Children’s Hospital Offers Playground Safety Tips for Spring
Source Newsroom: Vanderbilt University Medical Center
Newswise — As the weather finally begins to warm across Middle Tennessee, families may be looking for some outdoor diversions, such as visiting a local park. Monroe Carell Jr. Children’s Hospital at Vanderbilt is offering tips to keep playground visits safe and injury free.'
The Tennessee Department of Health reports that more than 260 children were treated in emergency rooms for playground-related injuries in 2011.'
Andrew Gregory, M.D., assistant professor of Orthopaedics & Pediatrics, says that many injuries to young children occur on the playground, but one of particular concern occurs when a child is placed on an adult’s lap to go down a slide.
“Parents may think they are protecting their child, by sitting with them on the slide,” Gregory said. “However, the injuries that we see are often the result of the child’s leg being pinned between the adult and the slide, which causes a fracture of the child’s tibia. It is much safer to let young children go down on their own and catch them at the bottom.”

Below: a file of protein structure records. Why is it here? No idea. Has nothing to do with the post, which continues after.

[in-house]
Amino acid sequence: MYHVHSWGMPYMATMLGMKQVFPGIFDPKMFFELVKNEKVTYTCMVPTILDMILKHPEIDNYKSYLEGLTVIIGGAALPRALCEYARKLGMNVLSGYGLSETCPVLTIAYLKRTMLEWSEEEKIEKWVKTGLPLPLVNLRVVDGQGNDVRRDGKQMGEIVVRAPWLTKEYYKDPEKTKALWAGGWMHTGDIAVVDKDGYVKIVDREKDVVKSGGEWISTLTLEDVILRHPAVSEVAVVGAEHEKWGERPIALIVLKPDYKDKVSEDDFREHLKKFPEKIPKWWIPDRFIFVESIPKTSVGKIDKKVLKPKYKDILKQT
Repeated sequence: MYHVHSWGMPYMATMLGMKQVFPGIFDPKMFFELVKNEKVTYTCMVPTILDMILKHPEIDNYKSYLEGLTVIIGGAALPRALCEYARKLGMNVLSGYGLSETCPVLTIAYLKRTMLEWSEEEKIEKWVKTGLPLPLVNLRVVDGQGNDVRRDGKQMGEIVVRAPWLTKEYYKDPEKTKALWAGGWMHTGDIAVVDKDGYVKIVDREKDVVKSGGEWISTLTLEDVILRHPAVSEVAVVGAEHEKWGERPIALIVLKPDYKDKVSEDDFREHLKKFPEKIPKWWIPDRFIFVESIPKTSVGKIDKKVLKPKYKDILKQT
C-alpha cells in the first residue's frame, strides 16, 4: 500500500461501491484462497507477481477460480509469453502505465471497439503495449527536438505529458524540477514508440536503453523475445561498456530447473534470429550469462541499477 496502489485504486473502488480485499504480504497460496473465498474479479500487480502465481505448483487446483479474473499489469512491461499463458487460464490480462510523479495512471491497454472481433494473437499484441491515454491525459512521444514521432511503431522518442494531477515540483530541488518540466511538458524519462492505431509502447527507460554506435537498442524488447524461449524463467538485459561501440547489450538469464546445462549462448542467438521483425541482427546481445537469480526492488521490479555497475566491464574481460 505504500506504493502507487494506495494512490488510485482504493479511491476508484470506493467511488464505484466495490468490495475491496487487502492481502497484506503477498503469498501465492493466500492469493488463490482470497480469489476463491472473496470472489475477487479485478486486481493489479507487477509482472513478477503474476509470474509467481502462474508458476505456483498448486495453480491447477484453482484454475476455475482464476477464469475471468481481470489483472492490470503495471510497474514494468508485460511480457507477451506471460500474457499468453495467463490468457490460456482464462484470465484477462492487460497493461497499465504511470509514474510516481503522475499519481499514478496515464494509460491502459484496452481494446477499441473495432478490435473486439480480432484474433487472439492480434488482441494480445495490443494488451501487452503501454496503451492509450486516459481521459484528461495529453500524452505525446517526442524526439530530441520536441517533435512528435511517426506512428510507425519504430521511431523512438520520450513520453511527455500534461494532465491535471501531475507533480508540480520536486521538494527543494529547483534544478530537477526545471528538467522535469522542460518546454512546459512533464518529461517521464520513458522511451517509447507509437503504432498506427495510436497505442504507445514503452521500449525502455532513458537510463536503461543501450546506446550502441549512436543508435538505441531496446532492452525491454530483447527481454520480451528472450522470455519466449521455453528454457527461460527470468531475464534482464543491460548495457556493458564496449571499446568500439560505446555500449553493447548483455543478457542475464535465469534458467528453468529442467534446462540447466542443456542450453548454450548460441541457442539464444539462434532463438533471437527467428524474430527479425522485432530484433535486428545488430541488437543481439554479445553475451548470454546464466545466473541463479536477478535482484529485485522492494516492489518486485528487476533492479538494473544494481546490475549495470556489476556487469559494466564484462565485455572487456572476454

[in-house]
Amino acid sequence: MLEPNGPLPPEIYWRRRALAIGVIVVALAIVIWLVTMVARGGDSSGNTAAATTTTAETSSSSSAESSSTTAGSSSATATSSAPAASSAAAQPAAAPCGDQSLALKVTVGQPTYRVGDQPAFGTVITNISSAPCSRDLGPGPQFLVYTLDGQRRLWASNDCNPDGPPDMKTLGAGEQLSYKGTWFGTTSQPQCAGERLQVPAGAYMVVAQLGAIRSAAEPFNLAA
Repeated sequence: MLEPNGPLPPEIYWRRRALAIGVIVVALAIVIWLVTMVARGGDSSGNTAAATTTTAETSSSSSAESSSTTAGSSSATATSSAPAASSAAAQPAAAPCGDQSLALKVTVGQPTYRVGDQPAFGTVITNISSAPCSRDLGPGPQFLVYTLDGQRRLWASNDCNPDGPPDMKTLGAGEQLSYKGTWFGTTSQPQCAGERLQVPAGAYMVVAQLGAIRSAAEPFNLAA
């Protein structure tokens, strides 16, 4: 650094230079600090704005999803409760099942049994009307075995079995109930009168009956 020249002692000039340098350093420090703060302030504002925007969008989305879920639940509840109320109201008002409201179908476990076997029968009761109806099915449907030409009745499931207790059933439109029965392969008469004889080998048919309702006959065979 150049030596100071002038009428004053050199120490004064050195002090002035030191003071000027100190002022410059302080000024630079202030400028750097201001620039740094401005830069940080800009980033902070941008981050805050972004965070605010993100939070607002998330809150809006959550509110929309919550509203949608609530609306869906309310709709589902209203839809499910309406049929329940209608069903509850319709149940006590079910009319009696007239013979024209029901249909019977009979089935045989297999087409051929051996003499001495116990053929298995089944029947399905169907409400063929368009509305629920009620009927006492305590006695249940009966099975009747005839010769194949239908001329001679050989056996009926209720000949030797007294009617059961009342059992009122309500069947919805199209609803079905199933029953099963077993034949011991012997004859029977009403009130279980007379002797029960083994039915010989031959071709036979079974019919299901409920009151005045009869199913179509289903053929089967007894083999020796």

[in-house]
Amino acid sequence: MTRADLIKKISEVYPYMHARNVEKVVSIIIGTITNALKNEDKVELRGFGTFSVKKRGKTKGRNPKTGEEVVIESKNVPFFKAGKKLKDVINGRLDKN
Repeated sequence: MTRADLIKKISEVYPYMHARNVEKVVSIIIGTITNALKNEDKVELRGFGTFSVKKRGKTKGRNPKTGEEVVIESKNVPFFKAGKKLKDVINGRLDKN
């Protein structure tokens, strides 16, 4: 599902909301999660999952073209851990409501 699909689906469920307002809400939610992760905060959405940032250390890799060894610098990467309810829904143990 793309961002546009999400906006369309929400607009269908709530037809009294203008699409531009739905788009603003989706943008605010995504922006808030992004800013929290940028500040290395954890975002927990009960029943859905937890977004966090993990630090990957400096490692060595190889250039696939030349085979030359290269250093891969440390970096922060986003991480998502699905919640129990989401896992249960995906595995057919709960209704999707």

Sarah Haverstick, Safe Children Program manager at Children’s Hospital, says that other common causes for playground injury include falls from equipment, such as swings or monkey bars.
“It is important to make sure the equipment at your playground is the appropriate size for your child,” Haverstick said. “Younger children may be tempted to use equipment designed for older kids, which may result in falls or other injuries.”
Haverstick offers the following tips to keep children safe:
· Use only age-appropriate playground equipment. Younger children should use equipment that is appropriate for their smaller size. Many playgrounds will list age recommendations along with their playground rules.
· Check the playground for hazards such as rusted or broken equipment, glass or debris.
· Choose, if possible, a playground with protective surfacing underneath equipment – such as sand, mulch or rubber.
· Use equipment appropriately – only one child on the slide at a time, no lap-sitting, one child on each swing, etc.
· Remove head and neck drawstrings from your child’s outerwear to avoid strangulation hazards.
· Teach children proper playground behavior – no pushing, shoving or crowding on equipment.
· Always supervise your children at the playground.